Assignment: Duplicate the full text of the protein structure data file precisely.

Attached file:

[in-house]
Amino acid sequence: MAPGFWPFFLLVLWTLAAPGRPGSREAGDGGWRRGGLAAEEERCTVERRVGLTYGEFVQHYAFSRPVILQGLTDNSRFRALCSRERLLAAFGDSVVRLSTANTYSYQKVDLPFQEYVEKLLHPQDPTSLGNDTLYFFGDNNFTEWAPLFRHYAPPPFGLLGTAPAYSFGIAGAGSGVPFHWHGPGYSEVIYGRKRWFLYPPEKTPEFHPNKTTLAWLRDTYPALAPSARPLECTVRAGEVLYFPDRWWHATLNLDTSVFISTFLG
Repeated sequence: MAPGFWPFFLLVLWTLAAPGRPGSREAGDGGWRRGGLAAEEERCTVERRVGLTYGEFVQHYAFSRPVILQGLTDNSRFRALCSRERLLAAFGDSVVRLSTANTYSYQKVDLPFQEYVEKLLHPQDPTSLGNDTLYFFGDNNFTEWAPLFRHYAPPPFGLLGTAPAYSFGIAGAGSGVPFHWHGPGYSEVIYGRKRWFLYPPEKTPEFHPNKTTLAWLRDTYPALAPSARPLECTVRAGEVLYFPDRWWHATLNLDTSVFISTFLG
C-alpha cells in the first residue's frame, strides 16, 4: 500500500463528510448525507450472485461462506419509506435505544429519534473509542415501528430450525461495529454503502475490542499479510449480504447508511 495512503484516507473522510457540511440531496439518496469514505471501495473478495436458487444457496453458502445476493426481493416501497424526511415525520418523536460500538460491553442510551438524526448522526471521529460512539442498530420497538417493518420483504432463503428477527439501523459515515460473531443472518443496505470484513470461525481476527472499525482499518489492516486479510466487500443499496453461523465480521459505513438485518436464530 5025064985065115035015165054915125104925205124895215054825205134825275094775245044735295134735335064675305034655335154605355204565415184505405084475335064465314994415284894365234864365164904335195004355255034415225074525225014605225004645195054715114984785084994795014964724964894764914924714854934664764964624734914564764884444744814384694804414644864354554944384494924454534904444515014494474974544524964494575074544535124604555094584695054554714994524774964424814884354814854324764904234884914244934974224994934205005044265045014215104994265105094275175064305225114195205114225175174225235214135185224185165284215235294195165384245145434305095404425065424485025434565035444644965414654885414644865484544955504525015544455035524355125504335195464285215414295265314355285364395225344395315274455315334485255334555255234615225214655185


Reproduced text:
[in-house]
Amino acid sequence: MAPGFWPFFLLVLWTLAAPGRPGSREAGDGGWRRGGLAAEEERCTVERRVGLTYGEFVQHYAFSRPVILQGLTDNSRFRALCSRERLLAAFGDSVVRLSTANTYSYQKVDLPFQEYVEKLLHPQDPTSLGNDTLYFFGDNNFTEWAPLFRHYAPPPFGLLGTAPAYSFGIAGAGSGVPFHWHGPGYSEVIYGRKRWFLYPPEKTPEFHPNKTTLAWLRDTYPALAPSARPLECTVRAGEVLYFPDRWWHATLNLDTSVFISTFLG
Repeated sequence: MAPGFWPFFLLVLWTLAAPGRPGSREAGDGGWRRGGLAAEEERCTVERRVGLTYGEFVQHYAFSRPVILQGLTDNSRFRALCSRERLLAAFGDSVVRLSTANTYSYQKVDLPFQEYVEKLLHPQDPTSLGNDTLYFFGDNNFTEWAPLFRHYAPPPFGLLGTAPAYSFGIAGAGSGVPFHWHGPGYSEVIYGRKRWFLYPPEKTPEFHPNKTTLAWLRDTYPALAPSARPLECTVRAGEVLYFPDRWWHATLNLDTSVFISTFLG
C-alpha cells in the first residue's frame, strides 16, 4: 500500500463528510448525507450472485461462506419509506435505544429519534473509542415501528430450525461495529454503502475490542499479510449480504447508511 495512503484516507473522510457540511440531496439518496469514505471501495473478495436458487444457496453458502445476493426481493416501497424526511415525520418523536460500538460491553442510551438524526448522526471521529460512539442498530420497538417493518420483504432463503428477527439501523459515515460473531443472518443496505470484513470461525481476527472499525482499518489492516486479510466487500443499496453461523465480521459505513438485518436464530 5025064985065115035015165054915125104925205124895215054825205134825275094775245044735295134735335064675305034655335154605355204565415184505405084475335064465314994415284894365234864365164904335195004355255034415225074525225014605225004645195054715114984785084994795014964724964894764914924714854934664764964624734914564764884444744814384694804414644864354554944384494924454534904444515014494474974544524964494575074544535124604555094584695054554714994524774964424814884354814854324764904234884914244934974224994934205005044265045014215104994265105094275175064305225114195205114225175174225235214135185224185165284215235294195165384245145434305095404425065424485025434565035444644965414654885414644865484544955504525015544455035524355125504335195464285215414295265314355285364395225344395315274455315334485255334555255234615225214655185